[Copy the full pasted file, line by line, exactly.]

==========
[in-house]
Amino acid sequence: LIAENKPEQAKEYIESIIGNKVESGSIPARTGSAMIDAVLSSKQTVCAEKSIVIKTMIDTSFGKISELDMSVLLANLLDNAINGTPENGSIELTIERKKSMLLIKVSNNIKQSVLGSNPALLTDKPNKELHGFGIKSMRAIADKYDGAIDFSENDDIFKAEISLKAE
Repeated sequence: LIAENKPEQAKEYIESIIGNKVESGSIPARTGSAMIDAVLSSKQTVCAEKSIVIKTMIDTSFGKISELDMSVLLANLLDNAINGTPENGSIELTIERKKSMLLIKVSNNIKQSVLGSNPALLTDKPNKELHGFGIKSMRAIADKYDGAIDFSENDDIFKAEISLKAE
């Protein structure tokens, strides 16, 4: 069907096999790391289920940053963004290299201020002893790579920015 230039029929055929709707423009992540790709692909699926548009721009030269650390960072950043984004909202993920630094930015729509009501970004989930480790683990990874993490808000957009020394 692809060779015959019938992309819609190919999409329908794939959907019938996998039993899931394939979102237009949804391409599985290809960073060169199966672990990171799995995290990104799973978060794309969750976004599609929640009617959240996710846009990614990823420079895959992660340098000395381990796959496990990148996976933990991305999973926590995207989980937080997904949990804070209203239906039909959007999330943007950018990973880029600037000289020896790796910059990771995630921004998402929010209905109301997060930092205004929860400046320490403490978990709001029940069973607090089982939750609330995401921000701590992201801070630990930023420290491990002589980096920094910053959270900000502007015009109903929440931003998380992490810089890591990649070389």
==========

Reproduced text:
[in-house]
Amino acid sequence: LIAENKPEQAKEYIESIIGNKVESGSIPARTGSAMIDAVLSSKQTVCAEKSIVIKTMIDTSFGKISELDMSVLLANLLDNAINGTPENGSIELTIERKKSMLLIKVSNNIKQSVLGSNPALLTDKPNKELHGFGIKSMRAIADKYDGAIDFSENDDIFKAEISLKAE
Repeated sequence: LIAENKPEQAKEYIESIIGNKVESGSIPARTGSAMIDAVLSSKQTVCAEKSIVIKTMIDTSFGKISELDMSVLLANLLDNAINGTPENGSIELTIERKKSMLLIKVSNNIKQSVLGSNPALLTDKPNKELHGFGIKSMRAIADKYDGAIDFSENDDIFKAEISLKAE
């Protein structure tokens, strides 16, 4: 069907096999790391289920940053963004290299201020002893790579920015 230039029929055929709707423009992540790709692909699926548009721009030269650390960072950043984004909202993920630094930015729509009501970004989930480790683990990874993490808000957009020394 692809060779015959019938992309819609190919999409329908794939959907019938996998039993899931394939979102237009949804391409599985290809960073060169199966672990990171799995995290990104799973978060794309969750976004599609929640009617959240996710846009990614990823420079895959992660340098000395381990796959496990990148996976933990991305999973926590995207989980937080997904949990804070209203239906039909959007999330943007950018990973880029600037000289020896790796910059990771995630921004998402929010209905109301997060930092205004929860400046320490403490978990709001029940069973607090089982939750609330995401921000701590992201801070630990930023420290491990002589980096920094910053959270900000502007015009109903929440931003998380992490810089890591990649070389």